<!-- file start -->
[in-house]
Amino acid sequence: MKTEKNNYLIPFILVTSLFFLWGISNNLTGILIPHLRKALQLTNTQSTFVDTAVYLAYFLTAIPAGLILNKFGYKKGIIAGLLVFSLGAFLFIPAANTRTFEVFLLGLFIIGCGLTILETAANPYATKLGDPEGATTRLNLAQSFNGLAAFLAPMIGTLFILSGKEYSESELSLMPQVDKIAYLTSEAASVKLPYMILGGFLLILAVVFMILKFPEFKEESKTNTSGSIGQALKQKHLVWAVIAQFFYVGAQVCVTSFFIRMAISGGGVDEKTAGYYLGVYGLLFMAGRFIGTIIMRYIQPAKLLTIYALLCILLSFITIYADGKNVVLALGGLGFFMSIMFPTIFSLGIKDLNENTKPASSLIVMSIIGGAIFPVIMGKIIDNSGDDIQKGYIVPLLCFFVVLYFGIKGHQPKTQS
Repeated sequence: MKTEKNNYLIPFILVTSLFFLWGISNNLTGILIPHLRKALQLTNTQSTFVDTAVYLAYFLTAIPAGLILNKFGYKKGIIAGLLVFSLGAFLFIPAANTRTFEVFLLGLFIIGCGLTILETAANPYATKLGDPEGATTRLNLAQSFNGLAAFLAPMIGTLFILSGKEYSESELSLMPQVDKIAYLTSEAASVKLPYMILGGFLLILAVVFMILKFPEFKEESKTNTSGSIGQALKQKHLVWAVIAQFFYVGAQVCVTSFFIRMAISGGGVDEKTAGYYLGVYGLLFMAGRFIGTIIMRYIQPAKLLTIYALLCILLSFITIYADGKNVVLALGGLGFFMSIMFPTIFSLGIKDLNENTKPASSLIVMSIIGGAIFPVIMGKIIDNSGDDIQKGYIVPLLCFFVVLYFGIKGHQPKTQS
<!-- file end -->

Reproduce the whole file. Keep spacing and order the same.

[in-house]
Amino acid sequence: MKTEKNNYLIPFILVTSLFFLWGISNNLTGILIPHLRKALQLTNTQSTFVDTAVYLAYFLTAIPAGLILNKFGYKKGIIAGLLVFSLGAFLFIPAANTRTFEVFLLGLFIIGCGLTILETAANPYATKLGDPEGATTRLNLAQSFNGLAAFLAPMIGTLFILSGKEYSESELSLMPQVDKIAYLTSEAASVKLPYMILGGFLLILAVVFMILKFPEFKEESKTNTSGSIGQALKQKHLVWAVIAQFFYVGAQVCVTSFFIRMAISGGGVDEKTAGYYLGVYGLLFMAGRFIGTIIMRYIQPAKLLTIYALLCILLSFITIYADGKNVVLALGGLGFFMSIMFPTIFSLGIKDLNENTKPASSLIVMSIIGGAIFPVIMGKIIDNSGDDIQKGYIVPLLCFFVVLYFGIKGHQPKTQS
Repeated sequence: MKTEKNNYLIPFILVTSLFFLWGISNNLTGILIPHLRKALQLTNTQSTFVDTAVYLAYFLTAIPAGLILNKFGYKKGIIAGLLVFSLGAFLFIPAANTRTFEVFLLGLFIIGCGLTILETAANPYATKLGDPEGATTRLNLAQSFNGLAAFLAPMIGTLFILSGKEYSESELSLMPQVDKIAYLTSEAASVKLPYMILGGFLLILAVVFMILKFPEFKEESKTNTSGSIGQALKQKHLVWAVIAQFFYVGAQVCVTSFFIRMAISGGGVDEKTAGYYLGVYGLLFMAGRFIGTIIMRYIQPAKLLTIYALLCILLSFITIYADGKNVVLALGGLGFFMSIMFPTIFSLGIKDLNENTKPASSLIVMSIIGGAIFPVIMGKIIDNSGDDIQKGYIVPLLCFFVVLYFGIKGHQPKTQS